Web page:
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The Star formation in the Universe follows a simple Mathematical formula commonly found in Nature

November 02, 2021      Author:

Understanding how stars are formed in our Universe is one of the main objectives of Astrophysics. In order to answer this question, typically Astronomers rely on the Observed light they detect in their telescopes. Nowadays, this light is analyzed by sophisticated computational methods which give us estimates of the star formation within these galaxies and the Universe. This procedure has been so fundamental for the community that typically theoretical models and simulations of galaxy formation are tuned to reproduce these "observables". A recent study led by Dr. Antonios Katsianis, a researcher at the Tsung-Dao Lee Institute, Shanghai Jiao Tong University, has compiled observations of million galaxies and constructed a simple model to study the evolution of the star formation in the Universe. The results are elegant mathematically and Physically motivated. However, severe problems are reported regarding the practices used in the field.

The lead author of this study reports a Crisis in Extragalactic Astrophysics. In order to obtain properties of galaxies like star formation rate or stellar mass different researchers have been relying on different models and assumptions. Two big surprises were that 1) we have actually been reporting results in tension with each other for almost a decade since we all have been using different methods and tools (the sophisticated computational methods mentioned in the first paragraph). 2) Besides that, most researchers in the Field leave very small room for a mistake in their results, the tension persists and none of us can eventually confirm who is correct (especially for distant galaxies) since we do not know the true result.

Caption: The evolution of the rate of star formation in the Universe resembles a Gamma distribution

Thus, the authors decided to separate the different indicators/datasets of galaxy star formation rates to different categories. a) a UV data set with dust corrections b) an IR dataset. The two indicators produced results for star formation that have some key differences. However, the first main finding of the paper was that both indicators suggest an evolution for the cosmic star formation rate that can be described by only 2 parameters and has a form that resembles a Gamma(a,b) distribution. This mathematical form has been widely used in numerous Fields like Biology (spread of infectious diseases with time) and Engineering (to model the deterioration of buildings with time).

The authors have noted that there are severe problems not only with Observations but also with Simulations. The limitations of the latter are typically related to computational limitations and modeling. Thus, the authors decided to keep it simple and constructed a model with pen and paper. The model just adopted some parameters from the standard model of cosmology and some insights from simulations and both the shape and the 2 parameters (!) that describe the observed evolution of the star formation rate of the Universe emerged! This represents a benchmark since in the past most parameterizations of the Cosmic star formation rate have been empirical fits to the data while the free parameters were not directly connected to the Physics of galaxies (for reference the most common models in the literature have been employing 4 parameters determined empirically). The group's findings are Published at the prestigious Astrophysical Journal ( https://iopscience.iop.org/article/10.3847/1538-4357/ac11f2 ) .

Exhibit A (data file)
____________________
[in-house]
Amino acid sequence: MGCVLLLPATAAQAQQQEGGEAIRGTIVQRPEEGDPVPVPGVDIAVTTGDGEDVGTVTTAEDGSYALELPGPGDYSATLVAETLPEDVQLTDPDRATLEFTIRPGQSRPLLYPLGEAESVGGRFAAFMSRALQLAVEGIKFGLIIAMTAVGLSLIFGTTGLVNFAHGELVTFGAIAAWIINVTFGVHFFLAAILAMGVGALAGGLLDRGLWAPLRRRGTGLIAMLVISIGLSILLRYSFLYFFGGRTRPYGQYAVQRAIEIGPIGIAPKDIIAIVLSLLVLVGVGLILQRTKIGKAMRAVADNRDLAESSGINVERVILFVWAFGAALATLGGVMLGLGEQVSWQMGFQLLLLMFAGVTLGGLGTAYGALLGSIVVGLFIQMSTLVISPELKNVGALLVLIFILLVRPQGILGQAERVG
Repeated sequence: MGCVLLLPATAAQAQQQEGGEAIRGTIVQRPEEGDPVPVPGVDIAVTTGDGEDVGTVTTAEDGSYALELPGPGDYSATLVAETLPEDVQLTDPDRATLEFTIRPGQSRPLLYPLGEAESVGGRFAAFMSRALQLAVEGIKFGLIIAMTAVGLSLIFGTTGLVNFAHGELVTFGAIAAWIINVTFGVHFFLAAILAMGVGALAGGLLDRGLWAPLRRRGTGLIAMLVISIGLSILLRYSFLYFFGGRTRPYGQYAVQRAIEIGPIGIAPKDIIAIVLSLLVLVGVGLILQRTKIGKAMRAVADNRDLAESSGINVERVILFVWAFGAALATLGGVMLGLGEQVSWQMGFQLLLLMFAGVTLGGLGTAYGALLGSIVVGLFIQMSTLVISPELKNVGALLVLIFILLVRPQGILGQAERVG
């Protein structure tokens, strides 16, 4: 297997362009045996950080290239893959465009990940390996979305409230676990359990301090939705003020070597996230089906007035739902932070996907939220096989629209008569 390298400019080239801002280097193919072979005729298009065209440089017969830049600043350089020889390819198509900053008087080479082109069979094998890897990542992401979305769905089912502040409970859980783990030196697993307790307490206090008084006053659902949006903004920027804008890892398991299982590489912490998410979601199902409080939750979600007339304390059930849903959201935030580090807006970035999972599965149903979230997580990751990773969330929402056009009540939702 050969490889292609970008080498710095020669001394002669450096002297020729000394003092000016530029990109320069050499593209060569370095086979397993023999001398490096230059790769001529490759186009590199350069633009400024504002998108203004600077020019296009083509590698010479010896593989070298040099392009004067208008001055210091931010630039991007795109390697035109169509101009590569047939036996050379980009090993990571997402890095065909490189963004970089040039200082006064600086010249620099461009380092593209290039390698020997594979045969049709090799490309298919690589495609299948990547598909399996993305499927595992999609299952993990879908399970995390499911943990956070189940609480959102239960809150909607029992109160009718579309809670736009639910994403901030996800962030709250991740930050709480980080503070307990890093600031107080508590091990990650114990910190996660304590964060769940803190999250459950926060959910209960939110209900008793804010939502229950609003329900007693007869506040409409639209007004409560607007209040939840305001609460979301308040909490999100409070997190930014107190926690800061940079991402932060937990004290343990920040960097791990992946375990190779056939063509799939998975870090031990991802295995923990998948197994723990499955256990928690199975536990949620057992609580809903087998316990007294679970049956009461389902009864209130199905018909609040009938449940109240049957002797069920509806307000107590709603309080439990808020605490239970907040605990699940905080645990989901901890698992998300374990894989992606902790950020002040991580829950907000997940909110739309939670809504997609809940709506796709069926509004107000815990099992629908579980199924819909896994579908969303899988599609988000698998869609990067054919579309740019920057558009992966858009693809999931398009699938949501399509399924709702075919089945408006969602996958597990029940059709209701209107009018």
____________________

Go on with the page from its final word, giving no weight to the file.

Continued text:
Caption: The evolution of the star formation in the Universe derived from simple assumptions. Inputting the parameters from Cosmology (like Pcrit - critical density of the Universe) reproduces the observations.

Prof. Xiaohu Yang said, "The most innovative part of this new model is its physical motivation. Previous SFRD functions are modeled as a function of redshift, an indicator of the size of Universe. While this new Gamma SFRD model, as a function of cosmic time, is motivated by the star formation physics itself, e.g., the gas accretion and depletion time scale". Prof. XianZhong Zheng said, "The measurements of cosmic star formation rate density using different tracers can now be understood better. In addition, Star formation in a galaxy involves complex processes. But the global star formation of the Universe seems to be governed by some simple rules described by a form that resembles a Gamma distribution and just 2 parameters. This is really a surprise! " The researchers will continue to explore the implications of their findings to other related fields. Dr. Antonios Katsianis stated: "Star formation is one of the most important processes in the Universe so numerous phenomena are expected to be studied and simplified giving room to new findings and further understanding for our Cosmos".